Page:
We are the only part of the company that sells aircraft to passengers,’’ says David Longridge, president of Boeing Business Jets.

The biggest selling point of the 787 and A350 is the range—10,000 miles or more depending on weight and fuel capacity of the plane. That means they can fly from Asia to the U.S. East Coast and from the Middle East to the West Coast without stopping for fuel.

They don’t like to stop,” Mr. Vella says of his clients.

The private 787 Mr. Vella was hired to sell took two years to design and outfit. Mr. Vella says he went all-out, even buying two tons of marble that a contractor sliced into very thin pieces that were mounted on lightweight structures with a flexible membrane in between so they wouldn’t crack in turbulence.

The plane was recently bought by HNA, a transportation company and parent of several airlines, including China’s Hainan Airlines.

It was Mr. Vella’s 11th widebody project, but “for the first time in my career I’ve been able to show [the public] what type of work we do,” he says. Mr. Vella took an empty shell of an airplane from Boeing and worked with a French design firm to create a cabin that would be distinctive enough for a billionaire buyer but plain enough to accommodate the aesthetics of clients from both the Middle East and Asia, the regions where most private jumbo buyers come from. The plane was turned over to Greenpoint Technologies, a Kirkland, Wash., firm that specializes in building aircraft interiors and retrofitting airliners, for more than a year of construction on the interior.

Boeing has sold 15 787s, which carry about 220 to 300 passengers for airlines, in recent years to private buyers, most of them individuals, Mr. Longridge says. In the past, its biggest offering for most nongovernment buyers used to be the single-aisle 737, which seats about 150 people for airlines.

The world has moved on and has moved up and people are flying bigger airplanes,” he says.

At 2,408 square feet, a private 787-8 cabin has homey comfort on a 17-hour flight for a staff of 40 or just a billionaire’s family. The plane is usually fitted with a living room, dining room and den. Showers as big as those in five-star hotels have flow rates of 2.2 gallons a minute, which is close to the U.S. federal standard for new shower heads. Gourmet kitchens have induction cooktops, since flames aren’t allowed, plus steam convection ovens, chillers, freezers, espresso makers and rice cookers.

Master bedrooms have a “gust belt”—a giant seat belt covering the mattress—plus oxygen masks scattered in the ceiling. Furniture is constructed with thin slices of wood, metal or marble covering lightweight honeycomb material to look real but save weight.

Greenpoint, one of the largest outfitters of big private airliners, has one client’s 777 in its hangar, along with a new private 787.

Greenpoint executive vice president Bret Neely says a widebody offers three times the space inside the plane, but operating costs aren’t three times as large.

The luxury is really amazing. If you’ve been in a really, really high-end hotel, that starts to get at what it’s like in one of these master suites,” Mr. Neely says. “The 787 and A350 are the future of VIP.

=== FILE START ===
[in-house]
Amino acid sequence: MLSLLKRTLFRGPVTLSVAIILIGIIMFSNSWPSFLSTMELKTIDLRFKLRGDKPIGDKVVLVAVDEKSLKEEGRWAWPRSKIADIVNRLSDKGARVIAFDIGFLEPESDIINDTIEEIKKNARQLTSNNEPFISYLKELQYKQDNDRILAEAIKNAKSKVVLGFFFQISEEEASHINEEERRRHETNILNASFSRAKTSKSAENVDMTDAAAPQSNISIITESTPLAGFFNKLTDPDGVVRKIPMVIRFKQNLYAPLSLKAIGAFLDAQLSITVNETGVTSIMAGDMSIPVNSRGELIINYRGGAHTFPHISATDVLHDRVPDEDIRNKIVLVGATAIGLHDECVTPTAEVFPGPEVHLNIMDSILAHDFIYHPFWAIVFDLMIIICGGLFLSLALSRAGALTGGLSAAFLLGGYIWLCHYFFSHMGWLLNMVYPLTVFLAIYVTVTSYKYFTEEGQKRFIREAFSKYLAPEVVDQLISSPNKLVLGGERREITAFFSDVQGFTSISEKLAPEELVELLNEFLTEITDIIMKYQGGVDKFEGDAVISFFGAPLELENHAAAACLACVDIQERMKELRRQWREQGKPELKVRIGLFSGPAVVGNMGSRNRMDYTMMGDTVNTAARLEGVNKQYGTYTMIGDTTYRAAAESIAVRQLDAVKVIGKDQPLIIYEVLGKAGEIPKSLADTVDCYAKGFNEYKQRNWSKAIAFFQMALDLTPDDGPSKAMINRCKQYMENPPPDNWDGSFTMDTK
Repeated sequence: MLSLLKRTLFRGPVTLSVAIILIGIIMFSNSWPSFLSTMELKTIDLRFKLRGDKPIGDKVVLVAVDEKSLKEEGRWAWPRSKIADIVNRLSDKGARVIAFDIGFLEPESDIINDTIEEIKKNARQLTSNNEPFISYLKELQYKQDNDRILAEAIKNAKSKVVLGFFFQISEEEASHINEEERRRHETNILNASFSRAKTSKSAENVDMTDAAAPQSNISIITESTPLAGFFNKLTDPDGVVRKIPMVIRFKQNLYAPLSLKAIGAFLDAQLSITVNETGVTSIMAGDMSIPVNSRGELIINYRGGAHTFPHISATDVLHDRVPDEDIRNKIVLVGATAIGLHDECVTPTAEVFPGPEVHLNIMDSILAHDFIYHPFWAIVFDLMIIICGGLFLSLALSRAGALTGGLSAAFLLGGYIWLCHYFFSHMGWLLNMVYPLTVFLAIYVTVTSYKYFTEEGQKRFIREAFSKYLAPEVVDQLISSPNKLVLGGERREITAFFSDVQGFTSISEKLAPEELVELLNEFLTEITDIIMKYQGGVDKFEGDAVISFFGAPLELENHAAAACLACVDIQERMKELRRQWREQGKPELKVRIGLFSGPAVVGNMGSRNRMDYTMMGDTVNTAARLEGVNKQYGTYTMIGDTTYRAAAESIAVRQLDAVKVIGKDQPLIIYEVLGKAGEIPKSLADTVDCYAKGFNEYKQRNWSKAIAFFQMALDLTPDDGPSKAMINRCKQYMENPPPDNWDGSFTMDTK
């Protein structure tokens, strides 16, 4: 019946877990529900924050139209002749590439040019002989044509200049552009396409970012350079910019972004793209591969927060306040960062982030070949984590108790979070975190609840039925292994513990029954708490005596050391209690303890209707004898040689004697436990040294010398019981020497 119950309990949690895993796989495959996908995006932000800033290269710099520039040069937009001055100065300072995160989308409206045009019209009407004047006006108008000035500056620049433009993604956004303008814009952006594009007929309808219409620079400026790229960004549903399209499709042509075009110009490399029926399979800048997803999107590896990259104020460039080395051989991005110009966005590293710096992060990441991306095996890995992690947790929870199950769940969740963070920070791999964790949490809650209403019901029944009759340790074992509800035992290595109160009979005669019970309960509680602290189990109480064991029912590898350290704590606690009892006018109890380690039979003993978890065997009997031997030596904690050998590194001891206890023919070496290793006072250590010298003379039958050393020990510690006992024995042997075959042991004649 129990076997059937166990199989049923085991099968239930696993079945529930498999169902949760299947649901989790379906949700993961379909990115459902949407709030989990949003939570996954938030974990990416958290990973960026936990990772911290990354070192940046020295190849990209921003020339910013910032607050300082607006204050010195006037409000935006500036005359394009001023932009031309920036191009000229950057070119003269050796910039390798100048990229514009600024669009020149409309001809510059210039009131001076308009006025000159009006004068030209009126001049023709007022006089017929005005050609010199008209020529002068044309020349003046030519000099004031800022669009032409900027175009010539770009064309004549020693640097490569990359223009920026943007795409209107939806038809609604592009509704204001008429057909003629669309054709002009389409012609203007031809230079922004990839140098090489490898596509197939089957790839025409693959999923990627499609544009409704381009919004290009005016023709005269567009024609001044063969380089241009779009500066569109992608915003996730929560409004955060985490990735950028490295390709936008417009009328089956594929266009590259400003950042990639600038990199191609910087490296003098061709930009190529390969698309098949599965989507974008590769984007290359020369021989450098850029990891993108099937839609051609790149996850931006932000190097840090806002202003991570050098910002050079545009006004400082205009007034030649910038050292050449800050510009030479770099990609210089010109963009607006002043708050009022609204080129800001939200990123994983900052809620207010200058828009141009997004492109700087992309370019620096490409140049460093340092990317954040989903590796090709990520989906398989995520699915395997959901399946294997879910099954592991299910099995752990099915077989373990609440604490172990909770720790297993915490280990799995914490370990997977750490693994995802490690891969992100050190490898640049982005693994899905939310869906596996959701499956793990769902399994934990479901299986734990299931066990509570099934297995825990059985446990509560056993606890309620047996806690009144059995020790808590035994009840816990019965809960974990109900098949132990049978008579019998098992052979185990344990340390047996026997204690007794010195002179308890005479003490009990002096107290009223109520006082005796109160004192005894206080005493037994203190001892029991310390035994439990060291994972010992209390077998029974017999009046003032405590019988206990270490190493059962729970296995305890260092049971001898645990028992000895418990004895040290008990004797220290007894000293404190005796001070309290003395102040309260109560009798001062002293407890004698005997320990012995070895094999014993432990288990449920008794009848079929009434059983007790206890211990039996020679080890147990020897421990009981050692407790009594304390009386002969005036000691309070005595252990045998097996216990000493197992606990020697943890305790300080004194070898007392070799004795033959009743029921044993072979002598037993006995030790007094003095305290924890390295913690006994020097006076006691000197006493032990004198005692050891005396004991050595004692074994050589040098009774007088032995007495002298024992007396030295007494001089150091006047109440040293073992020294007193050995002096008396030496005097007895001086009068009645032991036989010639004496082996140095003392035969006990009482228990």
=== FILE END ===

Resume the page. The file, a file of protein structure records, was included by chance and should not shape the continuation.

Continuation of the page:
Building all that fancy into an airplane turns out to be a difficult engineering challenge, and not just because everything needs to be lightweight. Most everything on board has to be bolted down and capable of withstanding extreme forces. Private jets must meet FAA requirements and prove the interior isn’t going to come apart should the cabin suddenly decompress or crash land.

A bed has to withstand an event with nine times the normal force of gravity, Mr. Neely says, and meet flammability requirements.

Tables may have head-strike pads to make surfaces less lethal in accidents. Candleholders can’t have candles—Evergreen has a local glass artist fabricate candle holders with a hole in the bottom where an LED light is placed.

Some private jumbos have guest bedrooms, offices, staff seating, even rooms for providing medical treatment, hospital beds and all. Some have missile defenses installed—not nearly as elaborate as military defenses installed on the Boeing 747s used as Air Force One, but commercially available systems that use radar to detect missiles and deploy flares as countermeasures. The planes also have a full range of security systems, such as alarms if cargo doors are opened on the ground, motion sensors and cameras. Some carry private gun lockers and almost all carry at least one, if not two, safes for cash and jewelry. Cargo bays have room to carry spare parts like extra wheels.

Crystal Cruise Lines just put a Boeing 777 into Greenpoint’s hangar in Moses Lake, Wash., to be turned into a flying cruise ship. The plane, with 3,000 square feet of space, will have a bar, lounge and gambling table, plus 84 first-class seats instead of close to 400 airline seats. A round-the-world trip with stops at hotels in several cities would take 14 to 28 days by plane. Its maiden voyage is scheduled for 2017.

The well-traveled leisure market is looking for new things,” says Richard Ziskind, vice president and managing director of Crystal Luxury Air and Crystal AirCruises.

private jet

Crystal, which operates ocean liners, riverboats and yachts, sees its plane as a natural extension. With a water cruise, 80% of the experience is on the ship. With an air cruise, 20% will be in the air and the rest on land excursions. The plane may be available for charter, Crystal says, depending on its tour schedule of around-the-world trips.

jet